“Every industrial and commercial centre in England now possesses a working class divided into two hostile camps, English proletarians and Irish proletarians. The ordinary English worker hates the Irish worker as a competitor who lowers his standard of life. In relation to the Irish worker he regards himself as a member of the ruling nation and consequently he becomes a tool of the English aristocrats and capitalists against Ireland, thus strengthening their domination over himself. He cherishes religious, social, and national prejudices against the Irish worker.”
For Marx it was clear that this antagonism between the Irish and English workers was stoked by the ruling capitalist class and deeply benefited them. He called the conflict between the Irish and English workers “the secret of the impotence of the English working class, despite its organization” as well as “the secret by which the capitalist class maintains its power.” Yet for Marx the solution wasn’t to solely remind the Irish and English workers of their mutual self interest and call them to put away their prejudices equally. Instead, he called on the workers movement in England “to make the English workers realize that for them the national emancipation of Ireland is not a question of abstract justice or humanitarian sentiment but the first condition of their own social emancipation.”(footnote: emphasis original) Marx understood that the way to unify the working class was to fight against what was dividing them. However, this did not mean for workers to fight against nebulous cultural chauvinism on “both sides.” Instead, Marx argued that the working class should attack the material root cause of the Irish oppression, English national dominance of Ireland. He was clear that the road to class unity and self-emancipation for both the Irish and English worker was the victory of the Irish liberation movement. Only if the English workers joined the Irish workers in their struggle for political rights and independence could the class be united. Indeed, Marx did not believe that this was some very specific phenomenon that only applied to the working class within the British metropole. He wrote that the attitude of the English worker to the Irirsh worker “is much the same as that of the “poor whites” to the Negroes in the former slave states of the U.S.A.” Thus, like the Englishman, the American white worker’s self-emancipation is also tied up in the liberation of their black co-workers from racial oppression.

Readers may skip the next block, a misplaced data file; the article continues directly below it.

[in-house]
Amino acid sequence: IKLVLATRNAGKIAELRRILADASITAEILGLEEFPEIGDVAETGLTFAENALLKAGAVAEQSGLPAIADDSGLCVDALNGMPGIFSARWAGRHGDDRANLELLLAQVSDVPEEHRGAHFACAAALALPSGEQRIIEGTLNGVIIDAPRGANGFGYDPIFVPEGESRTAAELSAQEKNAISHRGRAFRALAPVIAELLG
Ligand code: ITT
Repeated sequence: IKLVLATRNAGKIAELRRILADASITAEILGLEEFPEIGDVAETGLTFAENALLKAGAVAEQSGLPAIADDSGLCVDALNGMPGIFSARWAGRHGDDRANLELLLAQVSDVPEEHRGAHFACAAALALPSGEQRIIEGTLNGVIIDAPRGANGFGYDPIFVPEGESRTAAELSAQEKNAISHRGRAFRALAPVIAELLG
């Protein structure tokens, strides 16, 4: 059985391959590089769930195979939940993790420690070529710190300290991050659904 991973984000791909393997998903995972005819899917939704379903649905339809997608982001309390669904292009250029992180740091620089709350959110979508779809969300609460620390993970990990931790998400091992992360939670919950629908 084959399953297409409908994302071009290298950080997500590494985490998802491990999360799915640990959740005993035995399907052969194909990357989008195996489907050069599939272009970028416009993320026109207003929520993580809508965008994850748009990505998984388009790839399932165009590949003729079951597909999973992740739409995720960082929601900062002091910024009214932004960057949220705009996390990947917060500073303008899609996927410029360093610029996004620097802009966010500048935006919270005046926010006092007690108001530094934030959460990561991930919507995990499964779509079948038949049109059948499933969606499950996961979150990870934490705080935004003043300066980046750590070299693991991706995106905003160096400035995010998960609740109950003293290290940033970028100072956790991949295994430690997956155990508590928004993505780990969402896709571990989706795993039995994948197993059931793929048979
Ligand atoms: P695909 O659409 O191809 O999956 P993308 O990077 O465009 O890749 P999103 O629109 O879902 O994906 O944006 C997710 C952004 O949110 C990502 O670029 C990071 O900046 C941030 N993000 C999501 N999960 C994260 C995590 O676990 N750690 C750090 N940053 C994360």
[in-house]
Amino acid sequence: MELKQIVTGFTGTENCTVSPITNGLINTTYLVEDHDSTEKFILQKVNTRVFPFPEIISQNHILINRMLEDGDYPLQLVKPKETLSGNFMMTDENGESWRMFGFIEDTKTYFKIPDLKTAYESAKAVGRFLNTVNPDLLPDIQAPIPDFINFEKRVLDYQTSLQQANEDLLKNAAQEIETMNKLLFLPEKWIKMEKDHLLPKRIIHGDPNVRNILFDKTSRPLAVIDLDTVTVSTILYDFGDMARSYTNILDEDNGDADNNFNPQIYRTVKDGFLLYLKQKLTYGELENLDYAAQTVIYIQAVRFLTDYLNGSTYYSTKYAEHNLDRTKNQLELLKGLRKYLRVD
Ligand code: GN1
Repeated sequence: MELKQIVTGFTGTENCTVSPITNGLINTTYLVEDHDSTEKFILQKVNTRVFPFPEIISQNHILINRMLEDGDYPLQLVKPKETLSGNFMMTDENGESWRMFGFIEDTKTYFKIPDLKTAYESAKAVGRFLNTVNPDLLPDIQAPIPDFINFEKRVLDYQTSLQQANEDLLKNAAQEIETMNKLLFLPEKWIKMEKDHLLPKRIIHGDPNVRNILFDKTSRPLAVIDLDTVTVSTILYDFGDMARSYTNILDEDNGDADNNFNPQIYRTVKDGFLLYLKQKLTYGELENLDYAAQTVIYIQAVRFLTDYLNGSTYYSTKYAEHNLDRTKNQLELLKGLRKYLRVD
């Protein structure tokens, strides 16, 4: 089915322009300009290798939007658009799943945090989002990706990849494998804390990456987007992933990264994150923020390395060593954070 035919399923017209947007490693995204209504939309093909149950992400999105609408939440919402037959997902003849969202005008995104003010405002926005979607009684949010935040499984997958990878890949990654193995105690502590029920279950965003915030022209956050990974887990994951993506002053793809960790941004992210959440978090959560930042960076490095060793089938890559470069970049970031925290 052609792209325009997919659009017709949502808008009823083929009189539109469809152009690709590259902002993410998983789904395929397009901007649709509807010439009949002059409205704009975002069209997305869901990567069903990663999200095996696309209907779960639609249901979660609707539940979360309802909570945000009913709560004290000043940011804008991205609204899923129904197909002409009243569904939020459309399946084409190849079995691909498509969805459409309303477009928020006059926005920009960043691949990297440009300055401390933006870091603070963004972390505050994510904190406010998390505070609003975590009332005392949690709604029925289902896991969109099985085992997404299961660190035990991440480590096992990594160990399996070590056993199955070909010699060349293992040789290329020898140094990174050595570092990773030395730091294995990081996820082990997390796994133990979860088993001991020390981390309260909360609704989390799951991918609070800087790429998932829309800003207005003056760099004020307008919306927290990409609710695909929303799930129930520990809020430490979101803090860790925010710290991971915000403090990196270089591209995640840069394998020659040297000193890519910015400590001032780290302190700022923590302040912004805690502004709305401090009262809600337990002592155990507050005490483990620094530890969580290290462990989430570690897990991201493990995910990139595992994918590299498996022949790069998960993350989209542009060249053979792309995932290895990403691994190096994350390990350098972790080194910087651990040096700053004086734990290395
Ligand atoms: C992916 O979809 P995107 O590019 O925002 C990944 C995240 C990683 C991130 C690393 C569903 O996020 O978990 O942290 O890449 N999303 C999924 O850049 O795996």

As with much of his political work, Lenin extended Marx’s ideas about contradictions within the working class, particularly in his long polemical disputes with the European Marxists of his time. The Bolshevik revolutionary argued repeatedly that for such Marxists to say that the struggle for socialism would naturally resolve issues of national oppression, was merely veiled chauvinism that itself divided the working class, writing,